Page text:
Perhaps what makes this movie intriguing--this whole concept of "possession by an evil spirit"--is that, ultimately, we recognize that each of us has our own dibbuk box inside of us, as well as our own Ark of the Covenant. Movies about "possession" grab our psyche because we are already possessed by not just one, but two mindsets. Our internal Ark of the Covenant strives to unite that God-box inside of us with the totality of God, but at the same time, that dibbuk box inside us works overtime to instead, get us to unite it with the false god of self. Our own dibbuk boxes whisper just as mysteriously as the box in the movie did, telling us that we're special, that it really IS all about us. The possessed girl in the movie displayed a ravenous appetite--the evil spirit inside of her needed to be fed, and several scenes show her wolfing down her food and tearing into the refrigerator. Anyone who has ever struggled with addiction or substance abuse knows first-hand an equally desperate hunger caused by the substance or behavior of choice.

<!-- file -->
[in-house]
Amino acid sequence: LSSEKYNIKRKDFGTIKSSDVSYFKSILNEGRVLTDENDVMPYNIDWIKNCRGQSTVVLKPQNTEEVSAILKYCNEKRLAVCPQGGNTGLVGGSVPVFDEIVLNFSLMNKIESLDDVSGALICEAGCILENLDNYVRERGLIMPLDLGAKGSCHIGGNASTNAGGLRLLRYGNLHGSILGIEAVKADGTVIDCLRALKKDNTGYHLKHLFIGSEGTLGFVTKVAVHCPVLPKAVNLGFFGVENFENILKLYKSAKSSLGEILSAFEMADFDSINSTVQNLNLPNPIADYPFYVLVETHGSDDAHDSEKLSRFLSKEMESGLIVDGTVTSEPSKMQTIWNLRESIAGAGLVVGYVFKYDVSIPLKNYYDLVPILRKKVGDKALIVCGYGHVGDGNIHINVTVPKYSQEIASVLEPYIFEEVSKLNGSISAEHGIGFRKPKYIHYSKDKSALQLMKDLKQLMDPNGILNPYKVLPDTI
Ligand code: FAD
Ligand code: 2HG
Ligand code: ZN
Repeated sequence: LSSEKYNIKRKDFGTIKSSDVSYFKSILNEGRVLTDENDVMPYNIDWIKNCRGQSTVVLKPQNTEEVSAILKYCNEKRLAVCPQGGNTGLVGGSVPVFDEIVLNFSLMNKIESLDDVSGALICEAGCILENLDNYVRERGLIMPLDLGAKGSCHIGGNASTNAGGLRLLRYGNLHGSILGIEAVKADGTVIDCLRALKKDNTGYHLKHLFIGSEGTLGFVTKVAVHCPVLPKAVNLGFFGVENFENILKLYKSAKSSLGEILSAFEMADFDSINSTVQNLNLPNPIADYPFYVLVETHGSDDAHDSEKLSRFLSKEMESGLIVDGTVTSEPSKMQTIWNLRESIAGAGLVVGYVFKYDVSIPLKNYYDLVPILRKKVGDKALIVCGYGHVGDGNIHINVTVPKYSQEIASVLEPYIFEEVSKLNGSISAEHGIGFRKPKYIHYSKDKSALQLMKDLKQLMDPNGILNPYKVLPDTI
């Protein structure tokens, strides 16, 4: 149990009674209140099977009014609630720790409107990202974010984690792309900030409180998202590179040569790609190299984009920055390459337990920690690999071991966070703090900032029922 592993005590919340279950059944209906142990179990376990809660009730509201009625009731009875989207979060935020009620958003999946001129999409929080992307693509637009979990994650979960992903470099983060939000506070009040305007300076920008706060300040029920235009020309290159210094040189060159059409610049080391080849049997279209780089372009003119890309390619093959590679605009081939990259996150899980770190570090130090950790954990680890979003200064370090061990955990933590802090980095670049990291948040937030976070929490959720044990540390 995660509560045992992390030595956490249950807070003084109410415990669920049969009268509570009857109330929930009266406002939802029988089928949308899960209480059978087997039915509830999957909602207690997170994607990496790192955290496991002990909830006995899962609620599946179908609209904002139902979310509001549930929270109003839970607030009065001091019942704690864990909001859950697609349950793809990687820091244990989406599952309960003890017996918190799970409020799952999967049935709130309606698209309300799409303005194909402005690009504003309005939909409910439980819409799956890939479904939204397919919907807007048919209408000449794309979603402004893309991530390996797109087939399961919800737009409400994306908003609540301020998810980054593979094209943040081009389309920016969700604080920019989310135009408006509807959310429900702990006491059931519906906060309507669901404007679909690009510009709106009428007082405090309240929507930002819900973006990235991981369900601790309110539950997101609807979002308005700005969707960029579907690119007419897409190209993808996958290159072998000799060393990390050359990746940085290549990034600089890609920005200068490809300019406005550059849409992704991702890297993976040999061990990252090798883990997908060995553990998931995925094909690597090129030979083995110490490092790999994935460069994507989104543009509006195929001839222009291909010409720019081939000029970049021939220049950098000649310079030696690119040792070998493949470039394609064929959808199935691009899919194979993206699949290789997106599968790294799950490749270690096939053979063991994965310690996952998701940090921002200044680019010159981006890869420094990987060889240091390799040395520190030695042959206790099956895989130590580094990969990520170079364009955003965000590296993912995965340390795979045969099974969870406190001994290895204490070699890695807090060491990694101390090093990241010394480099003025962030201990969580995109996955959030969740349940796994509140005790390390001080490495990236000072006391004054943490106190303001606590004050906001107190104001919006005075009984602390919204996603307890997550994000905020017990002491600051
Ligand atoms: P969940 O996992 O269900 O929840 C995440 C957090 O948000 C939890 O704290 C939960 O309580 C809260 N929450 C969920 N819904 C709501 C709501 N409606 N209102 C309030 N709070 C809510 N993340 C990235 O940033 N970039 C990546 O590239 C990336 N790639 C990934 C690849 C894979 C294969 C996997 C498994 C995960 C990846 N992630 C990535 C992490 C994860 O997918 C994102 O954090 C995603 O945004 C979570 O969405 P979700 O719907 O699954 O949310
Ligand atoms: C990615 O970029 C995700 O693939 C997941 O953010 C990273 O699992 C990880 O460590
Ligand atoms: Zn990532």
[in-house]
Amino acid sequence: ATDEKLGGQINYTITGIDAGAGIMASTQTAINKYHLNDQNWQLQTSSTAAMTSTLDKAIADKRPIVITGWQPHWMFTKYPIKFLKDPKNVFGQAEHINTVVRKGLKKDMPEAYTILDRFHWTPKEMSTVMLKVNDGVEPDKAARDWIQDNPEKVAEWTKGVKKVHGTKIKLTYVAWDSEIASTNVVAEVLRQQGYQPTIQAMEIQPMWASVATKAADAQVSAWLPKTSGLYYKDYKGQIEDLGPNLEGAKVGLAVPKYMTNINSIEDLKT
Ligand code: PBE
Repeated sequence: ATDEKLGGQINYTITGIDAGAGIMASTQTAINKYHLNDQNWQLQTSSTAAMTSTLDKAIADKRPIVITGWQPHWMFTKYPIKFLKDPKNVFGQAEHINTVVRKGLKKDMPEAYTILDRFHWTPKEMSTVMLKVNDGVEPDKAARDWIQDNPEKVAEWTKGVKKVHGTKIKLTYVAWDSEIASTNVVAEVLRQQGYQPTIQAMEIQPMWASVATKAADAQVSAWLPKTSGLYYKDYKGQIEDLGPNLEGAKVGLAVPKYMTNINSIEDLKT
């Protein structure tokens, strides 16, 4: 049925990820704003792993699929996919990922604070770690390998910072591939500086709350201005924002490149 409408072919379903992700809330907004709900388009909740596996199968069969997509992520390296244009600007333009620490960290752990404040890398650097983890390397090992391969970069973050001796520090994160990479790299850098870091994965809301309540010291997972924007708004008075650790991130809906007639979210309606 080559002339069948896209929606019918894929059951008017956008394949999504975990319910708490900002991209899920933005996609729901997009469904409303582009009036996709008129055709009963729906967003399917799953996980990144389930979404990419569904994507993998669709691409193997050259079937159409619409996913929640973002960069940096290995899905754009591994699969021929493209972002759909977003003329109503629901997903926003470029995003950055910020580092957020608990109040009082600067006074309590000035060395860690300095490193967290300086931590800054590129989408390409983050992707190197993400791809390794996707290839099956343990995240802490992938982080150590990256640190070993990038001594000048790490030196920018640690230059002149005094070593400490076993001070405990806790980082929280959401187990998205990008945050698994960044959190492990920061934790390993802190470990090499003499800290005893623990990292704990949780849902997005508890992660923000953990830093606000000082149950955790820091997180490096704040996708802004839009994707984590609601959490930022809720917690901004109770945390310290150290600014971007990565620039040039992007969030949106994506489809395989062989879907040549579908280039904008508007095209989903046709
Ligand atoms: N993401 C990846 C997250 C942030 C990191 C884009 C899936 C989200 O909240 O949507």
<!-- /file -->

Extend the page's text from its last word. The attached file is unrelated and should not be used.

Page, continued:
Part of the process of subduing the dibbuk in the movie is that it has to be called back into the box by name. Interestingly, the name of the dibbuk in "The Possession" was discovered by breaking the mirror in the inside lid of the box--by shattering the thing that, when we look at it, simply reflects a backwards self into our eyes. Calling our own dibbuks by name is an important part of the process of moving from thinking "it's all about me," to "it's all about God."

What does it take for each of us to, instead, open the lid of the Ark of the Covenant inside ourselves and gaze back at our true reflections, rather than false ones?

Maria Evans, a surgical pathologist from Kirksville, MO, writes about the obscurities of life, medicine, faith, and the Episcopal Church on her blog, Kirkepiscatoid

On the "Jesus' wife" fragment

by Deirdre Good
Reposted with edits: